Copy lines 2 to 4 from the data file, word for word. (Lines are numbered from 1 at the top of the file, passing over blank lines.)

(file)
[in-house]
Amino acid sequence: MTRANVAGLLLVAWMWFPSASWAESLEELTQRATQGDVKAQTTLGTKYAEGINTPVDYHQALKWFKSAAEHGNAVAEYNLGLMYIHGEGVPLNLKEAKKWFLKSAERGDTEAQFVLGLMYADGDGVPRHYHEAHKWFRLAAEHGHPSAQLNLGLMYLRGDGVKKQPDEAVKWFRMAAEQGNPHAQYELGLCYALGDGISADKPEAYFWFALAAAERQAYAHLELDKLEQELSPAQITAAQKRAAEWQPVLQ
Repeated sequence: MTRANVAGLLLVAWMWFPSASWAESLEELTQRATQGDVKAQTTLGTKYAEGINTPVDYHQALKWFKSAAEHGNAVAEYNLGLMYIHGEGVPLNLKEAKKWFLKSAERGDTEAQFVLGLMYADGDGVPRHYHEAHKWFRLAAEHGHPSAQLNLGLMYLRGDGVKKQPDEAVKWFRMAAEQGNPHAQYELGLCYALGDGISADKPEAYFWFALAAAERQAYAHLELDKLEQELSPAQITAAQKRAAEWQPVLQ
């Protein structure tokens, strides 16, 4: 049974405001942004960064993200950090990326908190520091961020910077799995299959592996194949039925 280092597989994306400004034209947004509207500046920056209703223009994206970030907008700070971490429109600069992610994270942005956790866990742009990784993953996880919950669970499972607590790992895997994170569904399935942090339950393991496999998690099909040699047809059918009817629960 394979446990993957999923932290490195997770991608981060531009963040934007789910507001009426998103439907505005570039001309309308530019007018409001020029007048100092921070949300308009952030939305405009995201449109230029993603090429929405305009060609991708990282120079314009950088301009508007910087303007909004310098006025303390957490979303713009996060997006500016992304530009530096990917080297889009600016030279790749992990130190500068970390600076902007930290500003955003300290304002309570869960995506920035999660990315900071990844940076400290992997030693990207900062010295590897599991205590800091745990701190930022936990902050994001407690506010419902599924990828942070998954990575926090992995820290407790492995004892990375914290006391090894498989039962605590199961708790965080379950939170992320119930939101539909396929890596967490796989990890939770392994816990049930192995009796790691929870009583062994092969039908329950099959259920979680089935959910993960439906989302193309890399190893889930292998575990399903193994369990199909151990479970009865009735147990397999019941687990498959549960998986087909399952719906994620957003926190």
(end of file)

Amino acid sequence: MTRANVAGLLLVAWMWFPSASWAESLEELTQRATQGDVKAQTTLGTKYAEGINTPVDYHQALKWFKSAAEHGNAVAEYNLGLMYIHGEGVPLNLKEAKKWFLKSAERGDTEAQFVLGLMYADGDGVPRHYHEAHKWFRLAAEHGHPSAQLNLGLMYLRGDGVKKQPDEAVKWFRMAAEQGNPHAQYELGLCYALGDGISADKPEAYFWFALAAAERQAYAHLELDKLEQELSPAQITAAQKRAAEWQPVLQ
Repeated sequence: MTRANVAGLLLVAWMWFPSASWAESLEELTQRATQGDVKAQTTLGTKYAEGINTPVDYHQALKWFKSAAEHGNAVAEYNLGLMYIHGEGVPLNLKEAKKWFLKSAERGDTEAQFVLGLMYADGDGVPRHYHEAHKWFRLAAEHGHPSAQLNLGLMYLRGDGVKKQPDEAVKWFRMAAEQGNPHAQYELGLCYALGDGISADKPEAYFWFALAAAERQAYAHLELDKLEQELSPAQITAAQKRAAEWQPVLQ
């Protein structure tokens, strides 16, 4: 049974405001942004960064993200950090990326908190520091961020910077799995299959592996194949039925 280092597989994306400004034209947004509207500046920056209703223009994206970030907008700070971490429109600069992610994270942005956790866990742009990784993953996880919950669970499972607590790992895997994170569904399935942090339950393991496999998690099909040699047809059918009817629960 394979446990993957999923932290490195997770991608981060531009963040934007789910507001009426998103439907505005570039001309309308530019007018409001020029007048100092921070949300308009952030939305405009995201449109230029993603090429929405305009060609991708990282120079314009950088301009508007910087303007909004310098006025303390957490979303713009996060997006500016992304530009530096990917080297889009600016030279790749992990130190500068970390600076902007930290500003955003300290304002309570869960995506920035999660990315900071990844940076400290992997030693990207900062010295590897599991205590800091745990701190930022936990902050994001407690506010419902599924990828942070998954990575926090992995820290407790492995004892990375914290006391090894498989039962605590199961708790965080379950939170992320119930939101539909396929890596967490796989990890939770392994816990049930192995009796790691929870009583062994092969039908329950099959259920979680089935959910993960439906989302193309890399190893889930292998575990399903193994369990199909151990479970009865009735147990397999019941687990498959549960998986087909399952719906994620957003926190």